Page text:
The first step is for you to send me your current resume, along with any new information, if needed.
Additionally, it’s very important that you send me two or three job postings that you would use your new resume to apply for. There are two reasons for this: as a HR professional, I want to see if you’re targeting positions that you have a reasonable chance for. Secondly, I need to identify an aggregate of keywords that the employers you’re targeting are using so that I can organically embed as many as possibly in your resume.
Once I’ve reviewed your current resume, I’ll develop a compelling summary of qualifications that serves as your professional brand that explains who you are and the value proposition you represent to a potential employer.
One Critical Step
What have you accomplished? What differentiates you from other candidates? Often, this detail is buried in the resume when it should be highlighted. But far too often, job seekers leave it out entirely. Part of my process is to ask you to identify some specific examples that demonstrate how well you do what you do.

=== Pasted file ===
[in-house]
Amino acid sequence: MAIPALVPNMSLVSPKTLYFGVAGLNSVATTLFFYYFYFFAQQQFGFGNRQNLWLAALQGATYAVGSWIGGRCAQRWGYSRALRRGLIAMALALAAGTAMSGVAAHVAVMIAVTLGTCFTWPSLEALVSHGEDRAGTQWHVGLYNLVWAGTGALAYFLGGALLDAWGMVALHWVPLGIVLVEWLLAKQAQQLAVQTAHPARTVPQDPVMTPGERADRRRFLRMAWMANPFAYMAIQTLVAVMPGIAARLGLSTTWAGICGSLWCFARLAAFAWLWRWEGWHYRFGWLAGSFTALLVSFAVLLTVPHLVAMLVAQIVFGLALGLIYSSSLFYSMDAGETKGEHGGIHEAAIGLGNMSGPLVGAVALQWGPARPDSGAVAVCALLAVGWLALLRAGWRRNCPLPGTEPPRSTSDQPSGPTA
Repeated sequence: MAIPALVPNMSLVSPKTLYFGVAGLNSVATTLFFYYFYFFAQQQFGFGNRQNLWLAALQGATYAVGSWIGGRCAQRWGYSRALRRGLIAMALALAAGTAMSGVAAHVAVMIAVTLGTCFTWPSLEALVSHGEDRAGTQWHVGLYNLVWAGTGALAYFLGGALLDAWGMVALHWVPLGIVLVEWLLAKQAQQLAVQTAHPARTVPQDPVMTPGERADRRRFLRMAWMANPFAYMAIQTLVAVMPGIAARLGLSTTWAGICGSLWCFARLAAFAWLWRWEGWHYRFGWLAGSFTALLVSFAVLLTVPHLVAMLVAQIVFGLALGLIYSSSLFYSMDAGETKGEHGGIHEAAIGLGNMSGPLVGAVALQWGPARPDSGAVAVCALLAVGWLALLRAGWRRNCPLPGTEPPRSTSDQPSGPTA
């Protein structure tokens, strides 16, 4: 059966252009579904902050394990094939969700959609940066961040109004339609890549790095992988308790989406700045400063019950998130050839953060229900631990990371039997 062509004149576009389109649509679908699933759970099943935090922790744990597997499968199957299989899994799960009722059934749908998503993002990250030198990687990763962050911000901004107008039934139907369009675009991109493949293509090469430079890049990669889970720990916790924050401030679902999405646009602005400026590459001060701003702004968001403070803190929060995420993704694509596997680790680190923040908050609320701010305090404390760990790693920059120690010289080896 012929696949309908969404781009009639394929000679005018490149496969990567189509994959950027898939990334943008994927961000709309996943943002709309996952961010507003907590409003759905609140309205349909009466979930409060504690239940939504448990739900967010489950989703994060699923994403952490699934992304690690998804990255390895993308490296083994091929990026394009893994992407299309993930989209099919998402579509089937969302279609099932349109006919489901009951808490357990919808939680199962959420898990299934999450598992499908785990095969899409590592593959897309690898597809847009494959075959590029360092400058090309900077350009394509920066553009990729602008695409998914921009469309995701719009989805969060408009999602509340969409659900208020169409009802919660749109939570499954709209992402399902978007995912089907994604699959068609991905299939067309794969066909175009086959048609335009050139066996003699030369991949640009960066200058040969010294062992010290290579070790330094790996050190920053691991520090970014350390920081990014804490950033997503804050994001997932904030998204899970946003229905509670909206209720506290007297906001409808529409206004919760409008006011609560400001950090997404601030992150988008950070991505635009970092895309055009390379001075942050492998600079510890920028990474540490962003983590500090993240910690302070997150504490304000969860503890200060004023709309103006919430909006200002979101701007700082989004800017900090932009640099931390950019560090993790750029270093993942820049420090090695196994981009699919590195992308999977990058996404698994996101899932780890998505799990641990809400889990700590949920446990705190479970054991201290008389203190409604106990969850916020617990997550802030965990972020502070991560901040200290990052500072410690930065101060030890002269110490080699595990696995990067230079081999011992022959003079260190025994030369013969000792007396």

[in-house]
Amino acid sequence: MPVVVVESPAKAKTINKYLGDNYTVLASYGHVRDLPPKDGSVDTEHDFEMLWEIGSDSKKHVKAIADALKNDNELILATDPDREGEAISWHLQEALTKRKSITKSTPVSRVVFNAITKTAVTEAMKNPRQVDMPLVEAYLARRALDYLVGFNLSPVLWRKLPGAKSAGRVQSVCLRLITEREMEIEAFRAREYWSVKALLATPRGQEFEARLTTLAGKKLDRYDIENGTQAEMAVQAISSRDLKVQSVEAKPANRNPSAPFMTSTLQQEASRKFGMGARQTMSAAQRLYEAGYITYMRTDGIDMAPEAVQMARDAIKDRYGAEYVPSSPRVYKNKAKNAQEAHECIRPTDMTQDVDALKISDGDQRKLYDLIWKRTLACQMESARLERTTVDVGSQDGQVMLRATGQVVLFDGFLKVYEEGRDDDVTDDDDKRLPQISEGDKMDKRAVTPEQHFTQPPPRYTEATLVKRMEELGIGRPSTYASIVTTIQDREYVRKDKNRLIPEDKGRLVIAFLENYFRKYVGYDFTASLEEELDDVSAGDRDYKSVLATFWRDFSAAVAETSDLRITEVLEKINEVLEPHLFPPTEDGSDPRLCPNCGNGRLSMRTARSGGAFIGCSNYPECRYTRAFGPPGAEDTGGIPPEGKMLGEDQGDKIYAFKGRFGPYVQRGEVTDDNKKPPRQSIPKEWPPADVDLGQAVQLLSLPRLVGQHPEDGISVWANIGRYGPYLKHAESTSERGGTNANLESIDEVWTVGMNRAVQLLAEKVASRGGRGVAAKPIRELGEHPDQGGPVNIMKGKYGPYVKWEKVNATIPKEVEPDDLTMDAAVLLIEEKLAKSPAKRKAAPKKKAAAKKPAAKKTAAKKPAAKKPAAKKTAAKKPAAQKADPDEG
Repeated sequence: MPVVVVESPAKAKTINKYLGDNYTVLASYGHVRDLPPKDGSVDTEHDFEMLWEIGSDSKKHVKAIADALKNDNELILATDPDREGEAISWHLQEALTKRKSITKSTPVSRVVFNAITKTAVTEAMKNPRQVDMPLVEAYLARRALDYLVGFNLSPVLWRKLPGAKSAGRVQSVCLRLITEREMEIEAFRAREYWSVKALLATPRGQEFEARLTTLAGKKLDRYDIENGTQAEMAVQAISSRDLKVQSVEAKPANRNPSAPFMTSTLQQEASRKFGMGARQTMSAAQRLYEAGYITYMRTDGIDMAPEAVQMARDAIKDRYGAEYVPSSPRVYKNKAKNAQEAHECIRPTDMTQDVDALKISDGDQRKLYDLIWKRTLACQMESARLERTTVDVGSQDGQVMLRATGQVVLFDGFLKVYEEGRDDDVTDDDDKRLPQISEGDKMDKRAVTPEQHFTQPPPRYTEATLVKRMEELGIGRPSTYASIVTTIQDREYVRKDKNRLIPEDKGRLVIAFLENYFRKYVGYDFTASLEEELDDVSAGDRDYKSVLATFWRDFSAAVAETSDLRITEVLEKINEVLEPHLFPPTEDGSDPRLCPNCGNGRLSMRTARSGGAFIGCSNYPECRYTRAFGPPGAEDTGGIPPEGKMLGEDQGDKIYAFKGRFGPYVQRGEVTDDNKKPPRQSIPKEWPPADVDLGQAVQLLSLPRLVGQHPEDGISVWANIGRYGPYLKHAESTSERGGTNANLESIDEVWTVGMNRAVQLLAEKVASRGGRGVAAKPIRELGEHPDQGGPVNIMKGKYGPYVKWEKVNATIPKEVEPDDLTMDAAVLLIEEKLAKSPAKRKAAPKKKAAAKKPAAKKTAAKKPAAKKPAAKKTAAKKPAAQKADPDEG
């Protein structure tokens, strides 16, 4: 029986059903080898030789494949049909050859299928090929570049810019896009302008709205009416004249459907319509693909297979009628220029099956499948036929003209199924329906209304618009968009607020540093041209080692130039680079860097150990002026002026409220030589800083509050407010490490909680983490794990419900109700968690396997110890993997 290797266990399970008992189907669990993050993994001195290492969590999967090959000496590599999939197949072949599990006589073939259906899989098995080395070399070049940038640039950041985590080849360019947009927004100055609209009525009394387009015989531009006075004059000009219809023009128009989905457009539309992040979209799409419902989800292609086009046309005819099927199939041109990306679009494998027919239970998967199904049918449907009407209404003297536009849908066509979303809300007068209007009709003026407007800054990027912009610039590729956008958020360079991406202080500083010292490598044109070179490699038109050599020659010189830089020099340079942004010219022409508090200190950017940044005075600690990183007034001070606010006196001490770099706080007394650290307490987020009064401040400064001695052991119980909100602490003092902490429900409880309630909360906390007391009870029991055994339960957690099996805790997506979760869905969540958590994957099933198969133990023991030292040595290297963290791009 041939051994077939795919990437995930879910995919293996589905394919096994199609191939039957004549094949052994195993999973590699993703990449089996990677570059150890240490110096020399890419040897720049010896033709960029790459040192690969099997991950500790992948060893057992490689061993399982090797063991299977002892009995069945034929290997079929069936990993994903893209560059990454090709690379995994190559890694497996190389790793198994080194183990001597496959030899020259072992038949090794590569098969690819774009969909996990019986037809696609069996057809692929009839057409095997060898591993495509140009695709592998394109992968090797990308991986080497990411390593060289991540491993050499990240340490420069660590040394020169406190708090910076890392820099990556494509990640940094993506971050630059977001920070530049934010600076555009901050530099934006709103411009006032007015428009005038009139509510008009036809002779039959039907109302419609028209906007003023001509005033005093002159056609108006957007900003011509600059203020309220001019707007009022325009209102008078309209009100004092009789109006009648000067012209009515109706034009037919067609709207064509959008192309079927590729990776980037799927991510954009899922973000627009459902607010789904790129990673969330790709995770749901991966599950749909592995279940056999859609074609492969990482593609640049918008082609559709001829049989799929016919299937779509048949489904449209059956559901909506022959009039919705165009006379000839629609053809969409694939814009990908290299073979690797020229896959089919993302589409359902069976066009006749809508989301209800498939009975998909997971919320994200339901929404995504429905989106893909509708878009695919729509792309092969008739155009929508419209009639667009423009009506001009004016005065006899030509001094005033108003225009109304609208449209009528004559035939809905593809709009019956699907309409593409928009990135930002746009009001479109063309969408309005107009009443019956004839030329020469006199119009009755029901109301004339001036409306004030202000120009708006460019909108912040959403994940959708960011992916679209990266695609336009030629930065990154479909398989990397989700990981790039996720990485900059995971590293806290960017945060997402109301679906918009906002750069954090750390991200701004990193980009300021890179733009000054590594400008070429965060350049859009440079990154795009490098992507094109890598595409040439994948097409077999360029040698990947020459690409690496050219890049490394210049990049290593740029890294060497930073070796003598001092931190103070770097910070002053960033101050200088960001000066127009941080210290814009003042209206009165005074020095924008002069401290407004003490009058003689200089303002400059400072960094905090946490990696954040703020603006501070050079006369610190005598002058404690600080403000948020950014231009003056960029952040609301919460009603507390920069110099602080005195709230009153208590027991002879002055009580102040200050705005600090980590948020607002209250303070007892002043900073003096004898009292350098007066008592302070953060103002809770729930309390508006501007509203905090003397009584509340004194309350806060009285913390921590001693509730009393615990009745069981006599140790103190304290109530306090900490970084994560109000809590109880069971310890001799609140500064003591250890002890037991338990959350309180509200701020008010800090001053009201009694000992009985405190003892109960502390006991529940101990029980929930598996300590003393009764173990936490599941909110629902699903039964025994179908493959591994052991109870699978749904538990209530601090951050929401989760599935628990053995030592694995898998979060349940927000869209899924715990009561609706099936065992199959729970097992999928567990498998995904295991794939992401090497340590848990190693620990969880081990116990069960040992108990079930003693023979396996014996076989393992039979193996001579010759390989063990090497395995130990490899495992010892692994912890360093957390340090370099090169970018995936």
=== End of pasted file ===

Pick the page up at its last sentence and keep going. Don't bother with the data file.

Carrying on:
After I email you the first draft, we’ll discuss your feedback and incorporate that feedback into the next iteration. It’s important not to expect too much from the first draft; I’m trying to get a feel for your voice and how to best showcase your talents, and it’s a process. In most cases, one or two iterations will get us to where we are confident that the resume represents you well. If not, we continue writing the resume until we are both pleased with the result.
Once the resume is close to finished, I’ll begin working on your LinkedIn profile summary.
My fee for the new resume and LinkedIn profile ranges from $500 – $750 for more complicated projects or for those that require an aggressive timeline. While I am occasionally asked how much I’d charge for the resume only, I strongly recommend not skipping that step if you’re a corporate professional. Read “Is LinkedIn Necessary to Get a Job” to learn why.
Ready to learn more? Let’s talk